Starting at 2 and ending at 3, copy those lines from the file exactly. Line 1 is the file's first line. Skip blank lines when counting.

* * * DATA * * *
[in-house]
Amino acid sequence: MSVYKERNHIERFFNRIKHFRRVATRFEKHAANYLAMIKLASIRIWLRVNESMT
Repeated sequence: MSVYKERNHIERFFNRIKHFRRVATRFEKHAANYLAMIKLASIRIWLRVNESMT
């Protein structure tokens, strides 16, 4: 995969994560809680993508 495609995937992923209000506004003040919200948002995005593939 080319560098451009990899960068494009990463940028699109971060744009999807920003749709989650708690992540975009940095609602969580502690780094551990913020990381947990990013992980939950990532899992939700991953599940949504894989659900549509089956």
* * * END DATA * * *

Amino acid sequence: MSVYKERNHIERFFNRIKHFRRVATRFEKHAANYLAMIKLASIRIWLRVNESMT
Repeated sequence: MSVYKERNHIERFFNRIKHFRRVATRFEKHAANYLAMIKLASIRIWLRVNESMT